Difficult job is full of rewards

There's never a slow day for La Crescenta resident Pat Rabe. A self-described "project person," Rabe devotes herself to charitable organizations and church-sponsored events, all while serving as a tireless presence in the lives of her students at Crescenta Valley High School.

"I can usually handle a project or two at a time, and teach," Rabe said. "It goes with my personality."

Rabe's road to teaching was not all that unusual. Coming from a family of educators — Rabe's grandmother and mother also taught for a living — teaching seemed like a natural career path. She taught for 17 years at Glendale High School, a job that she found both challenging and rewarding.

"Teaching is a really great job because it changes every day," Rabe said. "There's a lot of independence."

Rabe became involved with the National Honor Society at Glendale High School and worked with its members to raise money for the Pat Navolanic Memorial Award. Navolanic was a 1963 graduate of Glendale High who died at the age of 20. His Memorial Award had been given out since 1966.

Through fundraisers, Rabe and her students increased the value of the award from $100 to $1,000 and set up a yearly endowment to maintain it.

"We had this outpouring of money and support from the community," Rabe said. "It was such a wonderful experience."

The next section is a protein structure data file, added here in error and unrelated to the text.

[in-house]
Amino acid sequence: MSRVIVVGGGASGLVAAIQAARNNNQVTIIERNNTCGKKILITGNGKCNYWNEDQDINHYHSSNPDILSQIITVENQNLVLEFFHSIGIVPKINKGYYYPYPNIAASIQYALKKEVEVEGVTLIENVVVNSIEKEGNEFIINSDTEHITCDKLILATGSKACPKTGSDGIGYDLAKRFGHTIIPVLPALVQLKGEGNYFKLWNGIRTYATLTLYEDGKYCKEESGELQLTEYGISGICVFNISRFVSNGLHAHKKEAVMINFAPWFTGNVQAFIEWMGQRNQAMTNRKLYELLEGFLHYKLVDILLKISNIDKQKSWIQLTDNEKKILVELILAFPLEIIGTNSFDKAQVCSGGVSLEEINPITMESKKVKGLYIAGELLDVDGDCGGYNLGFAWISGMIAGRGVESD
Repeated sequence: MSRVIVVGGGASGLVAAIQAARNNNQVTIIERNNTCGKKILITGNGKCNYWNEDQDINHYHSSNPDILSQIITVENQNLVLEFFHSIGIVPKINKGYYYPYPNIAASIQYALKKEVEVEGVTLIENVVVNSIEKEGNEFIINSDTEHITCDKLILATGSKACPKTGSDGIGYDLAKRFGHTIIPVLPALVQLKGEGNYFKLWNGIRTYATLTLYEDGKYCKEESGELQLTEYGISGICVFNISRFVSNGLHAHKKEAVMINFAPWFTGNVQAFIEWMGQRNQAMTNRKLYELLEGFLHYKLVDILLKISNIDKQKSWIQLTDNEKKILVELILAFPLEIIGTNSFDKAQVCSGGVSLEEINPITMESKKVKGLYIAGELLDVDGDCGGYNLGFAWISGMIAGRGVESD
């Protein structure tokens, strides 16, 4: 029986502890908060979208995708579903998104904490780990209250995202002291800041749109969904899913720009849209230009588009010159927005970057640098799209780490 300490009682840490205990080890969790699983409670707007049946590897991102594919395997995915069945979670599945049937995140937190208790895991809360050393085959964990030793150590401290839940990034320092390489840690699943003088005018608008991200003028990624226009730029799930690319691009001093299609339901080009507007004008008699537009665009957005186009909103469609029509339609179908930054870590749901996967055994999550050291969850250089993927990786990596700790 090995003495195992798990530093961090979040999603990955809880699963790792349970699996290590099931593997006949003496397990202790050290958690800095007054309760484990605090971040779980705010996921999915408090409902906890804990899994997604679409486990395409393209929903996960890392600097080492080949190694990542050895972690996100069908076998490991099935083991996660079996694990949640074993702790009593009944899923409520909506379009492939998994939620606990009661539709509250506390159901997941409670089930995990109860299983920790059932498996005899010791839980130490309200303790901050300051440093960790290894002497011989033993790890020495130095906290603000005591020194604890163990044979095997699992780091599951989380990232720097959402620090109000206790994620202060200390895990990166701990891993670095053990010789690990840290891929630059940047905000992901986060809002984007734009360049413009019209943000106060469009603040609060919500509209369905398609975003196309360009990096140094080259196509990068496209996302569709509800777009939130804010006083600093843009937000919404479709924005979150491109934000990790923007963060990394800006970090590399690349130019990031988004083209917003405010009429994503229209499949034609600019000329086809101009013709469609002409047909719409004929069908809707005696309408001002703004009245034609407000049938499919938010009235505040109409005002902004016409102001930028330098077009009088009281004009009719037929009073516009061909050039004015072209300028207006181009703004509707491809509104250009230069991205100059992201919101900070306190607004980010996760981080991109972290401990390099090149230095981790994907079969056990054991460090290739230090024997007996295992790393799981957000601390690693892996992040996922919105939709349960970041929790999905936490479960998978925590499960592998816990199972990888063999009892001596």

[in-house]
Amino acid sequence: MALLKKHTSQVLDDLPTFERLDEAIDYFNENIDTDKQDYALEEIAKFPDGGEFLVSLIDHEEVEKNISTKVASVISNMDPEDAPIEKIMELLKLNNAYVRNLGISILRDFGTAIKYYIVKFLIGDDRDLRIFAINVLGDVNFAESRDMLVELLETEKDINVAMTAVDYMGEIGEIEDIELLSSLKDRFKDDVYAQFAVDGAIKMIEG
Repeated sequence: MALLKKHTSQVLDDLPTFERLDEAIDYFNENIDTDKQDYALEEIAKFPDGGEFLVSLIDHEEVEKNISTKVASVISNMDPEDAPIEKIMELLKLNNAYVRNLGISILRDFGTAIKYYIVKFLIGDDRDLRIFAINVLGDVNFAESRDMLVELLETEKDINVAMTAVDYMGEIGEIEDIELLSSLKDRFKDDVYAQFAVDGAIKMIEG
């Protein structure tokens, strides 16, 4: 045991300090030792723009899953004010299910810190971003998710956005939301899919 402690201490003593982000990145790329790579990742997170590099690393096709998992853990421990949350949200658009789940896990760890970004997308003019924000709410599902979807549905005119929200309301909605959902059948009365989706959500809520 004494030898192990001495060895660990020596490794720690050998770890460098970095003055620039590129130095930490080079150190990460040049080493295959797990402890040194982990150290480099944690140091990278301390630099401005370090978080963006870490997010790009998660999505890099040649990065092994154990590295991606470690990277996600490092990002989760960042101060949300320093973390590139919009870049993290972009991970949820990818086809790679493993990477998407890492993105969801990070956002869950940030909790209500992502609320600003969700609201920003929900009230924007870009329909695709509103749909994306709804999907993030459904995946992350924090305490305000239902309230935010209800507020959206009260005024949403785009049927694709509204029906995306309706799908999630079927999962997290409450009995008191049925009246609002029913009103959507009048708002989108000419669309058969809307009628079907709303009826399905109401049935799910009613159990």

That "wonderful experience" would influence Rabe years later. After joining the faculty of Crescenta Valley High School 11 years ago, she started the Falcon Award, which recognizes six or seven Crescenta Valley High School students for their academic achievements and outstanding service to their community.

Principal Michele Doll sees Rabe's involvement in the award as just another shining example of her undying dedication to the school and its students.

"Pat brings a real commitment to providing students with a rigorous mathematics experience," Doll said. "She wants to inspire students to have high goals and expectations for their own life."

Rabe also helps local causes and individuals in her community, and next week will attend the first of several charitable dinner groups. It's an idea she's had for quite a while, where couples pay to have dinner at a friend's house and donate the money to a local cause of the host's choosing.

"My dream is that this idea will catch on with other people," Rabe said. "I'm really excited about it."

In addition to the demands of her job and charity work, Rabe also dabbles in fused glass artwork, a hobby that she describes as unusual but fun.

Rabe may consider herself a "project person" but she is a teacher first and foremost, a profession she believes she was called upon to do.

"There are times where if I have to pick between some outside project and teaching really well, I'm always going to choose teaching really well," Rabe said. "It's a hard job, but it's a great job."

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